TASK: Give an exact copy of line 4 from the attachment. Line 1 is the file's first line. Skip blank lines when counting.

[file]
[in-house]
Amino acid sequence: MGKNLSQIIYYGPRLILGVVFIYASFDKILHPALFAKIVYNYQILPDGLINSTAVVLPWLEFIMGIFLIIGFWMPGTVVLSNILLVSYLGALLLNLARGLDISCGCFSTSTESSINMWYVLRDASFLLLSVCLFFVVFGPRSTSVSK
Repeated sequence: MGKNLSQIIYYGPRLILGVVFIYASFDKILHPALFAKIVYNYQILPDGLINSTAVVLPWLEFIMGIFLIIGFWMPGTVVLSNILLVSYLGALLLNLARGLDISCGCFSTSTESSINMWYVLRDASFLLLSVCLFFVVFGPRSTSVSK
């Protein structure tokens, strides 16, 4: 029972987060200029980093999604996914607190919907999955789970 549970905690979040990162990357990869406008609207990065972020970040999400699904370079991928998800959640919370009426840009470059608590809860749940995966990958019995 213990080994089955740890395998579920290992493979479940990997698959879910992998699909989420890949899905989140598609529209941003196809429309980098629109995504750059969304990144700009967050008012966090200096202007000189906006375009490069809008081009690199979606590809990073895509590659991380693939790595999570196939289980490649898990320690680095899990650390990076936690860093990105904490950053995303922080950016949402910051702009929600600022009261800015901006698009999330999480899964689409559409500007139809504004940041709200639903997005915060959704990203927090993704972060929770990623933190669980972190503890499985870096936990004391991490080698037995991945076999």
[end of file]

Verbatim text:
């Protein structure tokens, strides 16, 4: 029972987060200029980093999604996914607190919907999955789970 549970905690979040990162990357990869406008609207990065972020970040999400699904370079991928998800959640919370009426840009470059608590809860749940995966990958019995 213990080994089955740890395998579920290992493979479940990997698959879910992998699909989420890949899905989140598609529209941003196809429309980098629109995504750059969304990144700009967050008012966090200096202007000189906006375009490069809008081009690199979606590809990073895509590659991380693939790595999570196939289980490649898990320690680095899990650390990076936690860093990105904490950053995303922080950016949402910051702009929600600022009261800015901006698009999330999480899964689409559409500007139809504004940041709200639903997005915060959704990203927090993704972060929770990623933190669980972190503890499985870096936990004391991490080698037995991945076999």